On the BBC news website is an article reviewing the British educational scene 2000-2009. At the top is a photo of a banner which reads in part “everyone has a right to education“. This idea seems to have entered common consciousness: it is now almost part of what I would call the dominant ideology. Where did this idea come from? Is it correct?
Ayn Rand wrote an instructive essay on this subject, Man’s Rights. It is an appendix to her book Capitalism: the Unknown Ideal. In it she points out that, to say someone has a right TO something implies that someone else has the duty or obligation to provide it.
She begins by defining “rights”:
The concept of a “right” pertains only to action—specifically, to freedom of action. It means freedom from physical compulsion, coercion or interference by other men.
Thus, for every individual, a right is the moral sanction of a positive—of his freedom to act on his own judgment, for his own goals, by his own voluntary, uncoerced choice. As to his neighbors, his rights impose no obligations on them except of a negative kind: to abstain from violating his rights… the right to property is a right to action, like all the others: it is not the right to an object, but to the action and the consequences of producing or earning that object. It is not a guarantee that a man will earn any property, but only a guarantee that he will own it if he earns it. It is the right to gain, to keep, to use and to dispose of material values.
When this definition is not clearly understood (it is not the right to an object, but to the action and the consequences of producing or earning that object), then statements like that on the banner in the photo are inevitable.
Rand points out that, if someone has a right to something, that means someone, somewhere has to provide it. “Have to” means whether they want to or not, i.e. they will be coerced. However, have to contradicts the basic human right, the freedom to act on his own judgment, for his own goals, by his own voluntary, uncoerced choice.
She further points out that the basic human rights are not granted by governments or monarchs; they arise from the fact that man is a rational being. She then concludes that to force someone to provide a good or service for someone else is therefore to deprive that person of their basic rights, and therefore cannot be morally justified.
“The source of man’s rights is not divine law or congressional law, but the law of identity. A is A—and Man is Man. Rights are conditions of existence required by man’s nature for his proper survival. If man is to live on earth, it is right for him to use his mind, it is right to act on his own free judgment, it is right to work for his values and to keep the product of his work. If life on earth is his purpose, he has a right to live as a rational being: nature forbids him the irrational.” (Atlas Shrugged)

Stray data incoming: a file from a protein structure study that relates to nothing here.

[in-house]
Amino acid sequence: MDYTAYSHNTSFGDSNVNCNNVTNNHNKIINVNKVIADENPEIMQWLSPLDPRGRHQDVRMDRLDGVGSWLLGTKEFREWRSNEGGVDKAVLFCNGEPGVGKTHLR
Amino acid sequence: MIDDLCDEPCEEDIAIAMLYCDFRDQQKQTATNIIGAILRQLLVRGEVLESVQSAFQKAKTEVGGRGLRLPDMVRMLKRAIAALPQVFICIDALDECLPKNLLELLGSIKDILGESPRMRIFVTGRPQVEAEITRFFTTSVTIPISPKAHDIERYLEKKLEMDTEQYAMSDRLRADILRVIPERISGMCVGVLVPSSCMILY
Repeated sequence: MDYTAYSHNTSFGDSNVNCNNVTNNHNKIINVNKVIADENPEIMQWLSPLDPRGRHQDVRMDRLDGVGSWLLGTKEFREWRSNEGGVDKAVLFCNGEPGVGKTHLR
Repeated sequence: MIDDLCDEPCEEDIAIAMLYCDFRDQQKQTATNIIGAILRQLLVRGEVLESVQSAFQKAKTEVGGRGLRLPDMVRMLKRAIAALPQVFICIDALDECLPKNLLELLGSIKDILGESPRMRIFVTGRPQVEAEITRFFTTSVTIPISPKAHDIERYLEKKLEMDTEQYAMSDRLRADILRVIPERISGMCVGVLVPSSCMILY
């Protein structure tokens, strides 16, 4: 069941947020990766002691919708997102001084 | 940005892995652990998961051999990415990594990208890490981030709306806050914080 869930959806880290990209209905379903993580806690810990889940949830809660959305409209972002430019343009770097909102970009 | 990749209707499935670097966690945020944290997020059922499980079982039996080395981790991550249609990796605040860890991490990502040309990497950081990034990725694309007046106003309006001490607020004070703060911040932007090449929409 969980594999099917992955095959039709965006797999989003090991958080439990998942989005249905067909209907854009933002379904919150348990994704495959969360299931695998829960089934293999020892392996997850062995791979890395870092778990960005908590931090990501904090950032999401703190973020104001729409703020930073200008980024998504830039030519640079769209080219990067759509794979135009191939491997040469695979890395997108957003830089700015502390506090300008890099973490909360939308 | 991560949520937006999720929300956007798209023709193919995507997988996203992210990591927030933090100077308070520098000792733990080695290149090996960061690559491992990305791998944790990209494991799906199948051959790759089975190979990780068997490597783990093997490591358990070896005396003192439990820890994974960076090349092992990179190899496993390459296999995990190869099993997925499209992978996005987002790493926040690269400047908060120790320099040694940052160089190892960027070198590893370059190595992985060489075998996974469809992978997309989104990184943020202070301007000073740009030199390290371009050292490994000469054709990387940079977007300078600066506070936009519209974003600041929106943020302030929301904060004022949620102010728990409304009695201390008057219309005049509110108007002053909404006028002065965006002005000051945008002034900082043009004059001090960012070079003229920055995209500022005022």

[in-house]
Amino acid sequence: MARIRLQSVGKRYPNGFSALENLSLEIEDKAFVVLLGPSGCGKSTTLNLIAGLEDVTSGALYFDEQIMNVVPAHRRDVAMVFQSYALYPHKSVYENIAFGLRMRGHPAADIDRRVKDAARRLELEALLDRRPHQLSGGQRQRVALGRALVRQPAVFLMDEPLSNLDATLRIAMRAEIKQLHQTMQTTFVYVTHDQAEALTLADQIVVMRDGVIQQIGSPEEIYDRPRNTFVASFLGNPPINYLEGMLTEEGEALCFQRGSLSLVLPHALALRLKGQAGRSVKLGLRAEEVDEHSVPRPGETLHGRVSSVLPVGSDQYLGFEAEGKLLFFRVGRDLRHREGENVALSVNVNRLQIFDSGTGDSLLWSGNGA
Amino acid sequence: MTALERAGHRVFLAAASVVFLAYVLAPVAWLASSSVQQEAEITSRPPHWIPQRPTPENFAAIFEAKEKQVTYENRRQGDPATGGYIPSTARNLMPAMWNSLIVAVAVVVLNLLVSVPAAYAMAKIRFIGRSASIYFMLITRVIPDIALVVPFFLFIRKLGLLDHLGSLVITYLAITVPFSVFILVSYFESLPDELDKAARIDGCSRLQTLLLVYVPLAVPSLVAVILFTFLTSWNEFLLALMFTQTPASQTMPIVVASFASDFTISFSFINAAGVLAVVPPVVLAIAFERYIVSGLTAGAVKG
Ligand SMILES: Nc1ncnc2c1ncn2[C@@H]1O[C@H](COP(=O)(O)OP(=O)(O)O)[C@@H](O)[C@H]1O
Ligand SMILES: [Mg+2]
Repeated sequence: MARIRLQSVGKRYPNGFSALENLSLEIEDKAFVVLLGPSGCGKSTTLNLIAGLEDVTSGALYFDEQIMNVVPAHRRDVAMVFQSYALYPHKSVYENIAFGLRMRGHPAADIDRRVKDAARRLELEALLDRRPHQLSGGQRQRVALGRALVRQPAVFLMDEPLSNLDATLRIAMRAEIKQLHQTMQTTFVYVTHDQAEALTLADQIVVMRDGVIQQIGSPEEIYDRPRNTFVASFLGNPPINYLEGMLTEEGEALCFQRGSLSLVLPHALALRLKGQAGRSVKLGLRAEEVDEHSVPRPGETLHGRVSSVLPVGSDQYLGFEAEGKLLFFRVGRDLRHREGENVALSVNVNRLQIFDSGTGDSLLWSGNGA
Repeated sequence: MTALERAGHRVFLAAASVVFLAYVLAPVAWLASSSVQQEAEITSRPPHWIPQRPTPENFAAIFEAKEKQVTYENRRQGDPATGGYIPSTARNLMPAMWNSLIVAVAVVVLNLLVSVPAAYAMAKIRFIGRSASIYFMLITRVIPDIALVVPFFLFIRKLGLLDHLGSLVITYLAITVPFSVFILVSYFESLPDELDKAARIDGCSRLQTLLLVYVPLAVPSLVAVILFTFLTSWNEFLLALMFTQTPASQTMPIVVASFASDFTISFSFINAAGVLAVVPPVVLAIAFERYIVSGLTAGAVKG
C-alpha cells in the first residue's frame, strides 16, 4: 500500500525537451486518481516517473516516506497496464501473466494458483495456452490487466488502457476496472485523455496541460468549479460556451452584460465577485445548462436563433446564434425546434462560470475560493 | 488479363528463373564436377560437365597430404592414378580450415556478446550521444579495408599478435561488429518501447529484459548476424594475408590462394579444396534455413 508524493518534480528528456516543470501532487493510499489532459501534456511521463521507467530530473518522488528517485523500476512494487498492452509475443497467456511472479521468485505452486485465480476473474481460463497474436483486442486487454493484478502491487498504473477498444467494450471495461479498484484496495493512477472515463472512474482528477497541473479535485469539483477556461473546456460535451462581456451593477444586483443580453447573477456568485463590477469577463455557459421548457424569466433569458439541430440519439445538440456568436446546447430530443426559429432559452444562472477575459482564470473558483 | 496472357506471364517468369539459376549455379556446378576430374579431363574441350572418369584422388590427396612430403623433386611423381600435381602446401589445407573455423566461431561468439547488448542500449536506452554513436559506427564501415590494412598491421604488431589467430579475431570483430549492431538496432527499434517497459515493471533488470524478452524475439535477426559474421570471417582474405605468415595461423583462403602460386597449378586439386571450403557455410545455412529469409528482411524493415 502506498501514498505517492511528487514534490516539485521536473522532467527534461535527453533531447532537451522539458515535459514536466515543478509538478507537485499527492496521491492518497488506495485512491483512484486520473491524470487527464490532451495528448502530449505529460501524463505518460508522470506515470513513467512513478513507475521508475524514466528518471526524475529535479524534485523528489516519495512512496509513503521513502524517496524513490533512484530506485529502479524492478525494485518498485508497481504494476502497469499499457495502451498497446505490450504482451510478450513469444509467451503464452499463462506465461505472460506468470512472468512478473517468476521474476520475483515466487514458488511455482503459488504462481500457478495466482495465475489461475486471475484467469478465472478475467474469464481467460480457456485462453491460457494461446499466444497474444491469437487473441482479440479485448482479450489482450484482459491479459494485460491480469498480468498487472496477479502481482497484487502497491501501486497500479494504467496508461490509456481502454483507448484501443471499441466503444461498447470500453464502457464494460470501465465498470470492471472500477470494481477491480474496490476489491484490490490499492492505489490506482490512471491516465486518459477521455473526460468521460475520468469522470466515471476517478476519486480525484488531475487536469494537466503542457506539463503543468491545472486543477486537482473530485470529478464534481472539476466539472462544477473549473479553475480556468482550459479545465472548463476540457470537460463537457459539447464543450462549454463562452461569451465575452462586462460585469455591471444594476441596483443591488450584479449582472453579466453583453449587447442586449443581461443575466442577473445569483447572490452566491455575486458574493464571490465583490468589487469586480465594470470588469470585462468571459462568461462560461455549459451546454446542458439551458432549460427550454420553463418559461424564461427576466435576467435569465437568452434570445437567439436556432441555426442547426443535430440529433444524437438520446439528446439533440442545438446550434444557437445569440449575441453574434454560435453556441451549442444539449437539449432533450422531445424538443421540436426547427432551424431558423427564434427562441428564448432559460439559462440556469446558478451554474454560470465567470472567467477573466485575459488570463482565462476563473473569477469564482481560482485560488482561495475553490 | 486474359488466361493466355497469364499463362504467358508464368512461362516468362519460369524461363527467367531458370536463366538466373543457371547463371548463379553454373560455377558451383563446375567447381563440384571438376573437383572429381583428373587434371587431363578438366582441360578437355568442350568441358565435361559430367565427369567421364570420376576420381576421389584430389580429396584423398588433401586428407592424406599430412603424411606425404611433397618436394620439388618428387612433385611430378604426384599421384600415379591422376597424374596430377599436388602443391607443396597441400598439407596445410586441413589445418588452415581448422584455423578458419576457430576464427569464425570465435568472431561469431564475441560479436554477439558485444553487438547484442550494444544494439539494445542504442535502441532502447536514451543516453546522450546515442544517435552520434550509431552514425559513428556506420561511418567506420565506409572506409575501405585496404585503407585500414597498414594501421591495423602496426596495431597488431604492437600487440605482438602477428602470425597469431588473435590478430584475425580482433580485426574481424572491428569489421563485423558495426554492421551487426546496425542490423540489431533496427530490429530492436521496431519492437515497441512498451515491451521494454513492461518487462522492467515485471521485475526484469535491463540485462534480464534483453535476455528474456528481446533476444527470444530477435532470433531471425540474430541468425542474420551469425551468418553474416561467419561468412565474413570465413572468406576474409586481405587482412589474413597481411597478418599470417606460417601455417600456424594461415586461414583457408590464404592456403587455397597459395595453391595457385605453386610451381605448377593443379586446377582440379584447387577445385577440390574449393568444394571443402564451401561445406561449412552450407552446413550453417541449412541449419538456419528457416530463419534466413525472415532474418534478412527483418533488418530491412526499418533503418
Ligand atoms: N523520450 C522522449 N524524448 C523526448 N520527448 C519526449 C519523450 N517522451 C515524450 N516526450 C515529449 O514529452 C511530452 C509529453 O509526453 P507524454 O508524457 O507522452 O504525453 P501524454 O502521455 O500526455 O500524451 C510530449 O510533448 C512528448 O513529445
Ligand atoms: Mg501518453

To violate man’s rights means to compel him to act against his own judgment, or to expropriate his values. Basically, there is only one way to do it: by the use of physical force….
Jobs, food, clothing, recreation(!), homes, medical care, education, etc., do not grow in nature. These are man-made values—goods and services produced by men. Who is to provide them?
If some men are entitled by right to the products of the work of others, it means that those others are deprived of rights and condemned to slave labor.
Any alleged “right” of one man, which necessitates the violation of the rights of another, is not and cannot be a right.
No man can have a right to impose an unchosen obligation, an unrewarded duty or an involuntary servitude on another man. There can be no such thing as “the right to enslave.”
A right does not include the material implementation of that right by other men; it includes only the freedom to earn that implementation by one’s own effort.
Observe, in this context, the intellectual precision of the Founding Fathers: they spoke of the right to the pursuit of happiness—not of the right to happiness. It means that a man has the right to take the actions he deems necessary to achieve his happiness; it does not mean that others must make him happy.
Whether you agree with Rand’s libertarianism or not is immaterial. In any discussion of rights, whether of the “moral” kind which Rand refers to, or the “economic” rights of FDR, it is important to have a clear grasp of the concepts involved. (It’s well worth reading the whole essay.)
(It is a mistake to think of Ayn Rand as representative of libertarian thinking: many present-day libertarians disagree with Rand on some points. To read two articles by someone who disagrees, click the links below to the articles by Stephen Kinsella.)